Concert Review: LJ Murphy and Band at the Knitting Factory, NYC 12/11/07
Ironic that some of New York’s best rock songwriters – Jerome O’Brien of the Dog Show, Mary Lee Kortes of Mary Lee’s Corvette, and now LJ Murphy – basically play with what amounts to a pickup band whenever they do a live show here in town. Although it’s not all that common in rock, jazz players have been doing this since the beginning. And it works more often than not, undoubtedly because musicians who are good enough to follow the changes and hit the stage without much rehearsal usually bring a lot of imagination and their own signature style. This show was a vivid reminder of how good things can get when you put together a bunch of good players who’ve never played with each other before. Tonight the dapper New York noir songwriter was backed by the hard-hitting drummer from the sadly disbanded garage rockers the Dark Marbles, along with the bass player from Erica Smith’s band the 99 Cent Dreams. Playing lead was the guitarist from System Noise, who revealed himself to be a terrific blues player, channeling a lot of Hendrix into Murphy’s Stax/Volt-inflected melodies. But it wasn’t Star Spangled Banner Hendri; instead, the audience was treated to a lot of thoughtful, introspective, licks and tersely unwinding solos evocative of the Little Wing/Castles Made of Sand side of Jimi.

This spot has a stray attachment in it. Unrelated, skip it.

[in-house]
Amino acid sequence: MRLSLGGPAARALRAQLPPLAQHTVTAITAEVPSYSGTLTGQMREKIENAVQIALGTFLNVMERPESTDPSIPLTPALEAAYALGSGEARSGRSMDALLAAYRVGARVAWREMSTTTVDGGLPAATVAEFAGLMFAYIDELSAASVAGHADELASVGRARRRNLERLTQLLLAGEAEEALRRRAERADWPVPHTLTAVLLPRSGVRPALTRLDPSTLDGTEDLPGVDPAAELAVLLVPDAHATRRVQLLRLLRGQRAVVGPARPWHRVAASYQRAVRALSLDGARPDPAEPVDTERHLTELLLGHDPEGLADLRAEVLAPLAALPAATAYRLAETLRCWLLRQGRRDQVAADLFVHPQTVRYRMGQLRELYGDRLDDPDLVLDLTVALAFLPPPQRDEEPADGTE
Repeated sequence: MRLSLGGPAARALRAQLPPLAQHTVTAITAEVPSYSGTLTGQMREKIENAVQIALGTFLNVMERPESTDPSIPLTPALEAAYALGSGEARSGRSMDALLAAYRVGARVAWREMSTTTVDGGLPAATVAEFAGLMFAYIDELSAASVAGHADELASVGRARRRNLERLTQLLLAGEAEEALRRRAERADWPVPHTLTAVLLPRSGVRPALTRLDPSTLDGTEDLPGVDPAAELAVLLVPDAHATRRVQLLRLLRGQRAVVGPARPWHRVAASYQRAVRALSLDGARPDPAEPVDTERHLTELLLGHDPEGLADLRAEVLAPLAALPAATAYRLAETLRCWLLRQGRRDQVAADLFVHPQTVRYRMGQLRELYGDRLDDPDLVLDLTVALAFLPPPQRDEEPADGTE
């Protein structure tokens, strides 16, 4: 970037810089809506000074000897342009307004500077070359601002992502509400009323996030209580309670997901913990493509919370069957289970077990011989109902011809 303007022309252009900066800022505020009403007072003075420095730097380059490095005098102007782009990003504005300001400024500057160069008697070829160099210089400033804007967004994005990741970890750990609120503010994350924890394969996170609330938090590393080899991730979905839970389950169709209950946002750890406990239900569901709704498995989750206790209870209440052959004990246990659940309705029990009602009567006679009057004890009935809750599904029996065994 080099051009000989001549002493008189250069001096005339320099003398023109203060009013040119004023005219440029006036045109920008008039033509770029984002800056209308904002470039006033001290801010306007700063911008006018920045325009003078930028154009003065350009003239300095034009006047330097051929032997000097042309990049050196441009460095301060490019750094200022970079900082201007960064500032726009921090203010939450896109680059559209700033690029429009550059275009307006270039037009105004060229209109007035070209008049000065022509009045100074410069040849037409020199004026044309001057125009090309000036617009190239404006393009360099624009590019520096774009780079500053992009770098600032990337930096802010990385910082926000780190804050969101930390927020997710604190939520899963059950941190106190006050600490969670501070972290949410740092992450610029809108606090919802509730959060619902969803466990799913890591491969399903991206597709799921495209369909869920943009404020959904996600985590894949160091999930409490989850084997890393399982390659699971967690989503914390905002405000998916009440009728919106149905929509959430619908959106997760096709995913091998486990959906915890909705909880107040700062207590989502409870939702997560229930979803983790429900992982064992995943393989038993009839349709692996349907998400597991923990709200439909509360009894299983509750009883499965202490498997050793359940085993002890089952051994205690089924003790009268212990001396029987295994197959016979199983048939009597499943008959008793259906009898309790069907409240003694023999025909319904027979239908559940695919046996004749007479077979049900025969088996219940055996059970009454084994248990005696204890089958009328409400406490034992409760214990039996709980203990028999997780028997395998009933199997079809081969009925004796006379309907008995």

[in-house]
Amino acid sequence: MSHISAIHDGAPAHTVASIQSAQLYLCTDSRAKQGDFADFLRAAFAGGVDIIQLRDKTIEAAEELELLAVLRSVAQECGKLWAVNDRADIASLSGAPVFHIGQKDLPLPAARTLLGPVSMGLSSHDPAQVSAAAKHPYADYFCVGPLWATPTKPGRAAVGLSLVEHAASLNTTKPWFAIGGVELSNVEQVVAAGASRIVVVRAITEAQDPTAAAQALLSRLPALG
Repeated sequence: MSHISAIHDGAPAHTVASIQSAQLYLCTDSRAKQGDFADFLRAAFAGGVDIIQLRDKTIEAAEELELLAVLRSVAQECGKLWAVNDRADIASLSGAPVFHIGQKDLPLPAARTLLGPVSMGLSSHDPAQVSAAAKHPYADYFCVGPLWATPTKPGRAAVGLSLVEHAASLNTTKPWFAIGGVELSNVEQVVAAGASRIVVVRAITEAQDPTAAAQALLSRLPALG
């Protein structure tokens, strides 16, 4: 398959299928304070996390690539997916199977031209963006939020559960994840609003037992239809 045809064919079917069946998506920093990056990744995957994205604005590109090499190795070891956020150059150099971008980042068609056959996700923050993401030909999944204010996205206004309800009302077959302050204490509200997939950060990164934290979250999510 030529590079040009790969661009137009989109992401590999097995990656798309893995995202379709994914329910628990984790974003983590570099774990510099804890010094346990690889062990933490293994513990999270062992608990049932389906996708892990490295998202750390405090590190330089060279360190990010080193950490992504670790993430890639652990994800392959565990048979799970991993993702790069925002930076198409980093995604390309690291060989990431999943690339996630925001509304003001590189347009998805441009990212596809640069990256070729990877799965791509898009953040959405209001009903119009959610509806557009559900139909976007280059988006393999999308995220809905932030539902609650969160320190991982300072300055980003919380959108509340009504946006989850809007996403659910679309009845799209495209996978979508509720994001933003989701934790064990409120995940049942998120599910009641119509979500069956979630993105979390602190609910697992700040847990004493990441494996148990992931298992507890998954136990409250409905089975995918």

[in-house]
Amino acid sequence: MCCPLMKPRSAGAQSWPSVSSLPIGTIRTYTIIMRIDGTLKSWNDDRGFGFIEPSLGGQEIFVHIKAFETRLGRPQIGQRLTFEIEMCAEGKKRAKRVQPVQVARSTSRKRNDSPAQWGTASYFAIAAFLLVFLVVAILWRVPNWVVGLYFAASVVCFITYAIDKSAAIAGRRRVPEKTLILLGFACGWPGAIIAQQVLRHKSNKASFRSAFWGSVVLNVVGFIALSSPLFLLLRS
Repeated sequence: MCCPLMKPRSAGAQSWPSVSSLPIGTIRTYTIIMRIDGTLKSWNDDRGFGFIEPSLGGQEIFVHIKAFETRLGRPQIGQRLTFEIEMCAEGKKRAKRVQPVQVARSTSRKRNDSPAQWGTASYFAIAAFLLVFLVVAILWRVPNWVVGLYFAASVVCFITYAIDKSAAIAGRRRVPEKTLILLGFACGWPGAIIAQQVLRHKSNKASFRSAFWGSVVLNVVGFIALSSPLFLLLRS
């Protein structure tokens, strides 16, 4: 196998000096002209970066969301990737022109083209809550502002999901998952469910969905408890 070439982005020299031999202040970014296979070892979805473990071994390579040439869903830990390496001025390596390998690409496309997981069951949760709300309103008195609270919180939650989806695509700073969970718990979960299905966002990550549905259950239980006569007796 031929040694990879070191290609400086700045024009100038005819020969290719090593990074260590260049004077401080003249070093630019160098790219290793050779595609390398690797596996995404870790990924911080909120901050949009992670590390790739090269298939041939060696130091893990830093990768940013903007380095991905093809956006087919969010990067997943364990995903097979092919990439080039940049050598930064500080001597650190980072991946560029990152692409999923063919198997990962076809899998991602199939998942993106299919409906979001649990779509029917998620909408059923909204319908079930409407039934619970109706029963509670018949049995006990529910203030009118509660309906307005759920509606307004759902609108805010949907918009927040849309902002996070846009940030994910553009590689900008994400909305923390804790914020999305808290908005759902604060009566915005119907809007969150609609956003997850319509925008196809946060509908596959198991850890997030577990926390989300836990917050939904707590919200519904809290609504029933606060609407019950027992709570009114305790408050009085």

Perhaps because the band didn’t get a lot of time to rehearse, Murphy bookended the show with a couple of solo acoustic songs, the tongue-in-cheek Man Impossible and a somewhat drastic reworking of his haunting domestic-abuse saga, Don’t You Look Pretty When You Cry. In between, the band careened through a mix of newer material and songs from Murphy’s latest cd Mad Within Reason. It was a cold night, and Murphy’s guitar had gone out of tune by the time he finished his first song and brought the band to the stage. The crowd was impatient as Murphy retuned: “He’s a musician,” the bass player said sarcastically: shades of Stiv Bators sticking up for Cheetah Chrome on Night of the Living Dead Boys? You never know. This is New York, after all.
Like Marcellus Hall, (recently reviewed here), Murphy sets intelligent, witty lyrics to somewhat retro melodies. While Hall draws on 60s country and folk-rock, Murphy is a disciple of blues and jazz, Ray Charles in particular. At the end of a rousing take of the snide, somewhat caustic Imperfect Strangers, Murphy led the band on an obviously improvised, extended outro as he jammed out the vocals. Later in the set they did a boisterous version of the sharply literate, cabaret-ish minor key blues which serves as the title track to the cd, in addition to a soulful take of the gently swaying, mournful 6/8 ballad that’s perhaps improbably Murphy’s biggest audience hit, Saturday’s Down, a chronicle of how the week goes by so slowly but the weekend is gone in a nanosecond. The band turned their last song, Barbwire Playpen into a blazing rocker, Murphy roaring through his chronicle of a Wall Street tycoon whose “ugly little secret turns up again and again in the barbwire playpen,” where some dominatrix has him by the short and curlies and isn’t about to let him get up anytime soon. Despite a rainy, gloomy evening outside and an unusually sparse turnout – Murphy packed the place the last couple of times he played here – the man was his usual charismatic self and the band was clearly feeding off his energy.